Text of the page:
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Guide to Teaching EFL in France

An EFL teacher shares her experience of teaching in central France
by Nadia Zehni

Living and working in a foreign country is never easy at first. I've just returned from a three month contract teaching EFL in central France and would like to share what I've learnt with others who plan to teach there.

EFL is extremely popular in France at the moment, especially within businesses. English is not introduced at school until quite late in high school so there is a lack of fluent English speakers in the workplace. Now with business growing in Europe, English is often the language needed to communicate with foreign clients (as well as German.)

While in France I worked for a private company teaching EFL to management, sales executives and administration. This is common place and there are several language schools offering workshops to different companies. (They are definitely in need of more EFL teachers so this may be an interesting avenue to explore!)

The following are a few things which I wish I had known before I left for France:

1) Taxes -- I will not attempt to explain the French tax system to you (as it would be practically impossible!) About 23% of my salary was deducted in taxes which includes health and pension. I believe 1,300 euros is roughly the minimum gross salary per month so you can use that as a measure of how well you're earning. (Wages in Paris will of course be higher.)

2) Medical -- you will probably have to have a medical check up to ascertain that you're fit to work. Once you are working you will be entitled to health benefits although you will have to pay upfront and be reimbursed later.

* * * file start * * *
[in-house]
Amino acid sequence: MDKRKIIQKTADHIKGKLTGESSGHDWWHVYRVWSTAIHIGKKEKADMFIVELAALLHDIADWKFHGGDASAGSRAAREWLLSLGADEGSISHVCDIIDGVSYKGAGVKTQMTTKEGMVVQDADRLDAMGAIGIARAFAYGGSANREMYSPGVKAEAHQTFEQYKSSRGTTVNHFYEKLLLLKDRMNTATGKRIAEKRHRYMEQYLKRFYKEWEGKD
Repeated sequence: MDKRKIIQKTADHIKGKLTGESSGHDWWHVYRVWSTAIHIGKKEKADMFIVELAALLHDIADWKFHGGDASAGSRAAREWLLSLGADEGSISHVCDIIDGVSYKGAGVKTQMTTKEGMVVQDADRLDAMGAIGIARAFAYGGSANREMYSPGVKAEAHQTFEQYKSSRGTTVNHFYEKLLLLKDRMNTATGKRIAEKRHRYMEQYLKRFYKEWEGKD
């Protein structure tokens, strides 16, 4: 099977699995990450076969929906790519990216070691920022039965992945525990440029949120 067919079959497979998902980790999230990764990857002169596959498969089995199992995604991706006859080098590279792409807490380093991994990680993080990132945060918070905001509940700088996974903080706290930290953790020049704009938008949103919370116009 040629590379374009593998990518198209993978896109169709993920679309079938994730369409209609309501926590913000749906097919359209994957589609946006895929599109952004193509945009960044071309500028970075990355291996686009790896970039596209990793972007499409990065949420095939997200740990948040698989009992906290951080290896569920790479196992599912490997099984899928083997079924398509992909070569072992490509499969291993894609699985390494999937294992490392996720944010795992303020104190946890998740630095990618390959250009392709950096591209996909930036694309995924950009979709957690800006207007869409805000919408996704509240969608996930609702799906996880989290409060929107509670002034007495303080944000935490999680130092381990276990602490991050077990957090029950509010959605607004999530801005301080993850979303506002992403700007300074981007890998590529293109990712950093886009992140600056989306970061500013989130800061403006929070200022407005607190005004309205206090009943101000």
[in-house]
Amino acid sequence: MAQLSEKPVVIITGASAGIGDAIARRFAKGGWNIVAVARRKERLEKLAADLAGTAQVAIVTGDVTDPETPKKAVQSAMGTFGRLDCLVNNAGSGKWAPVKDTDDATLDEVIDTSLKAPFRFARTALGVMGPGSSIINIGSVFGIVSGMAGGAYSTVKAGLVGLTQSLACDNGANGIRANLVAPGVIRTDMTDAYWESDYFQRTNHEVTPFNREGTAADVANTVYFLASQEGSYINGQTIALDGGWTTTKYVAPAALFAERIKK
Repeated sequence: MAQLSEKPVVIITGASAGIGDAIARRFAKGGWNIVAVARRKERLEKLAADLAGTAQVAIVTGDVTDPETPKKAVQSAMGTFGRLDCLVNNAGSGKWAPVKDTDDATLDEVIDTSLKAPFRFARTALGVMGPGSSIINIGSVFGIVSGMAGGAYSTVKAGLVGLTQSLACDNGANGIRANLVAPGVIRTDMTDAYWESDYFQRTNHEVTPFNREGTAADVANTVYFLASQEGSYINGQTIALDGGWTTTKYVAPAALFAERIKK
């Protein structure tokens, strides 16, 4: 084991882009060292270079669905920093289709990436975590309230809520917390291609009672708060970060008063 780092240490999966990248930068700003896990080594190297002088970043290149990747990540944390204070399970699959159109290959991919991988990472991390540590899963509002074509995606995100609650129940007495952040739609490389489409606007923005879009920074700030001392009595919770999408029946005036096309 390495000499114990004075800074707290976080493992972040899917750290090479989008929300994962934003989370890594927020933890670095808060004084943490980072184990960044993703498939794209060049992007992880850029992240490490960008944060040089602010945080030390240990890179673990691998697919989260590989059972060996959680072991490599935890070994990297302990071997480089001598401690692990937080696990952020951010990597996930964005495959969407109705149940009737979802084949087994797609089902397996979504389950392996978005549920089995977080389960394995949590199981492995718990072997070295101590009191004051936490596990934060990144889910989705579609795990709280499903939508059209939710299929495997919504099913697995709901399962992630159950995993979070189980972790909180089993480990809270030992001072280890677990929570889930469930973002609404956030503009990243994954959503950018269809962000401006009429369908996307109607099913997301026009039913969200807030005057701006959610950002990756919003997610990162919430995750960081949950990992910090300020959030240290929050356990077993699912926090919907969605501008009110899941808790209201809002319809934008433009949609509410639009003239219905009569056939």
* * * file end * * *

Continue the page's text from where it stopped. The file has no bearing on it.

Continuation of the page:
3) Cost of living -- It is generally cheaper than the UK, possibly between 25%-35% according to some sources. Food is very reasonable and the French will often eat a full meal at lunch as opposed to a quick sandwich on the fly as in the UK. This will mean though that they will work extra hours to compensate for lunch breaks etc...

4) Property -- French property are classified as T or F (which means apartment or house) with a number alongside it indicating number of rooms (plus kitchen and bathroom). For example a T2 could be a 1 bedroom apartment, with living area, kitchen and bathroom. If you're only staying for a short period of time you may want to consider making a deal with a B&B or staying with a host family (which in turn will help you improve your French too!)

5) Private lessons -- If you plan to give private lessons in your spare time (they are in great demand) in addition to your main job, you can ask for about 20-25 Euros per hour. I was lucky in that I lived with a family and in exchange for food and accommodation, I gave their 3 children English lessons every week.

6) Travel -- Make the most of France when you're there, it's an unbelievably beautiful and varied country! Trains are relatively cheap and frequent. You get cheaper deals when you travel at certain times and days so keep that in mind when planning a journey. If you're in the North of France near Paris you could also hop over to Brussels (2 hours) or Amsterdam (4 hours). You should definitely try to visit the Southern region of Ardesche. It's a popular tourist destination, but well worth the visit especially in summer. The French (despite how people may stereotype them) are really friendly and know how to enjoy life. Working there will be an unforgettable experience professionally, socially and gastronomically!

Good luck!

© Nadia Zehni 2006.

Nadia Zehni has extensive experience teaching English as a Foreign Language in England, Malta and France. She is a regular contributor to EnglishForums.com, a resource for EFL teachers looking for information about grammar, phonetics, EFL jobs and teaching tips. English students can learn English by posting questions and getting help from volunteer EFL teachers, as well as speaking with other learners. Sign up for free at www.englishforums.com.

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